My answer to (1) is quick but some brief bits of background first.

The orbit-stabilizer theorem says that when a nice topological group has a nice continuous action on a topological space, any choice of basepoint yields a bundle $$\mathrm{Stab}(x)\to G\to\mathrm{Orb}(x)$$. The fibration is $$\pi(g):=gx$$ with fibers $$\pi^{-1}(gx)=g\mathrm{Stab}(x)$$; that is, the fibers are cosets of stabilizers. Also helpful to keep in mind $$\mathrm{Stab}(gx)=g\mathrm{Stab}(x)g^{-1}$$, so points in the same orbit have conjugate stabilizers.

A quaternion is a formal sum of a scalar and a 3D vector, aka real and imaginary parts. The scalar and vector components of the product of two vectors is $$\mathbf{uv}=-\mathbf{u}\cdot\mathbf{v}+\mathbf{u}\times\mathbf{v}$$, so to multiply two arbitrary quaternions you would FOIL and then use this formula. This entails a lot: the sqrts of $$+1$$ are $$\pm1$$, the sqrts of $$-1$$ are the unit vectors, two quaternions commute iff their vector parts are parallel, two vectors anticommute (meaning $$\mathbf{vu}=-\mathbf{uv}$$) iff they are perpendicular. The conjugate of a quaternion has the vector part negated, and the natural inner product is $$\langle x,y\rangle=\mathrm{Re}(\overline{x}y)$$, which basically means $$\{1,\mathbf{i},\mathbf{j},\mathbf{k}\}$$ is an orthonormal basis. Nonreal quaternions have unique polar forms $$p=re^{\theta\mathbf{v}}$$ where $$r>0$$ is the magnitude, $$0<\theta<\pi$$ is a convex angle, and $$\mathbf{v}$$ is a unit vector. You can expand this with $$\cos$$ and $$\sin$$ with Euler's formula. The effect of conjugation $$p\mathbf{x}p^{-1}$$ on 3D vectors $$\mathbf{x}$$ is to rotate it around $$\mathbf{v}$$ by an angle of $$2\theta$$.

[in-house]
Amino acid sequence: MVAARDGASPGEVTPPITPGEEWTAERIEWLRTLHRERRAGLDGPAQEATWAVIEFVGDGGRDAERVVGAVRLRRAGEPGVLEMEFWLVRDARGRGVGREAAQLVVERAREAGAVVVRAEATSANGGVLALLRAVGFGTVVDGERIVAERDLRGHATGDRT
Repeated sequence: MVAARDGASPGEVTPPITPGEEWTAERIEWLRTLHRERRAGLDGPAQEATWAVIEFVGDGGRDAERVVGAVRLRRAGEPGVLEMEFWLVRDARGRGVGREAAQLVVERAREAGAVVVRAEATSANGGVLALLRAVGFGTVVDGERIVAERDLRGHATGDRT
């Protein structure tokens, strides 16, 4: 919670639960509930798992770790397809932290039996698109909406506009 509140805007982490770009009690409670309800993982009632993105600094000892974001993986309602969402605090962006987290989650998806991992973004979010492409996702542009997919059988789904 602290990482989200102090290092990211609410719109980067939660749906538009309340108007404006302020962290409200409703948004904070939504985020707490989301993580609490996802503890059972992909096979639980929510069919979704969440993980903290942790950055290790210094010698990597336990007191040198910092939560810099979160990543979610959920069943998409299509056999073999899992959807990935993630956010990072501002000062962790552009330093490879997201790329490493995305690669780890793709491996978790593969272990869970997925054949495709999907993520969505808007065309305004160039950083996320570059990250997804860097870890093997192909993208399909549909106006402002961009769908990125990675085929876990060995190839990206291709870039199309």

As a group action this gives a double covering $$S^3\to\mathrm{SO}(3)$$ with kernel $$S^0=\{\pm1\}$$, which means $$S^3$$ is a spin group $$\mathrm{Spin}(3)$$. By using both left and right multiplication simultaneously, every pair $$(p,q)$$ of quaternions yields a 4D rotation $$x\mapsto px\overline{q}$$ (treating quaternions themselves as a 4D Euclidean space). This gives a double covering $$S^3\times S^3\to\mathrm{SO}(4)$$, so we can say that $$S^3\times S^3\cong\mathrm{Spin}(4)$$.